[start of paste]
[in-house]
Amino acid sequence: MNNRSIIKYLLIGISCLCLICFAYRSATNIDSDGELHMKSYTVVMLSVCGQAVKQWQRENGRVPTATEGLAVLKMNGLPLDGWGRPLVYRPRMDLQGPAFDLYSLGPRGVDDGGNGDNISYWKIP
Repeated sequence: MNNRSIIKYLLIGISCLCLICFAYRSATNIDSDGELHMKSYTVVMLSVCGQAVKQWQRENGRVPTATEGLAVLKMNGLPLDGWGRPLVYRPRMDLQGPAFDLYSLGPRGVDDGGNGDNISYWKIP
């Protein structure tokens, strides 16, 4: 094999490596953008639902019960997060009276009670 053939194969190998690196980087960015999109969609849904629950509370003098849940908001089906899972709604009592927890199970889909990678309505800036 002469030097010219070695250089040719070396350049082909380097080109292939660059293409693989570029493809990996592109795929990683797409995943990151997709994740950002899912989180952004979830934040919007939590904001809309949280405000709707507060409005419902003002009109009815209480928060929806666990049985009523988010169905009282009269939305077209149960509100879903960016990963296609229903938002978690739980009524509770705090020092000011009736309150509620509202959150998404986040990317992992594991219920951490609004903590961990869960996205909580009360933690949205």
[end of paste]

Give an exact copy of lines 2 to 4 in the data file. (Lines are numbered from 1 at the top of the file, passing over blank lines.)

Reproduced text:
Amino acid sequence: MNNRSIIKYLLIGISCLCLICFAYRSATNIDSDGELHMKSYTVVMLSVCGQAVKQWQRENGRVPTATEGLAVLKMNGLPLDGWGRPLVYRPRMDLQGPAFDLYSLGPRGVDDGGNGDNISYWKIP
Repeated sequence: MNNRSIIKYLLIGISCLCLICFAYRSATNIDSDGELHMKSYTVVMLSVCGQAVKQWQRENGRVPTATEGLAVLKMNGLPLDGWGRPLVYRPRMDLQGPAFDLYSLGPRGVDDGGNGDNISYWKIP
């Protein structure tokens, strides 16, 4: 094999490596953008639902019960997060009276009670 053939194969190998690196980087960015999109969609849904629950509370003098849940908001089906899972709604009592927890199970889909990678309505800036 002469030097010219070695250089040719070396350049082909380097080109292939660059293409693989570029493809990996592109795929990683797409995943990151997709994740950002899912989180952004979830934040919007939590904001809309949280405000709707507060409005419902003002009109009815209480928060929806666990049985009523988010169905009282009269939305077209149960509100879903960016990963296609229903938002978690739980009524509770705090020092000011009736309150509620509202959150998404986040990317992992594991219920951490609004903590961990869960996205909580009360933690949205």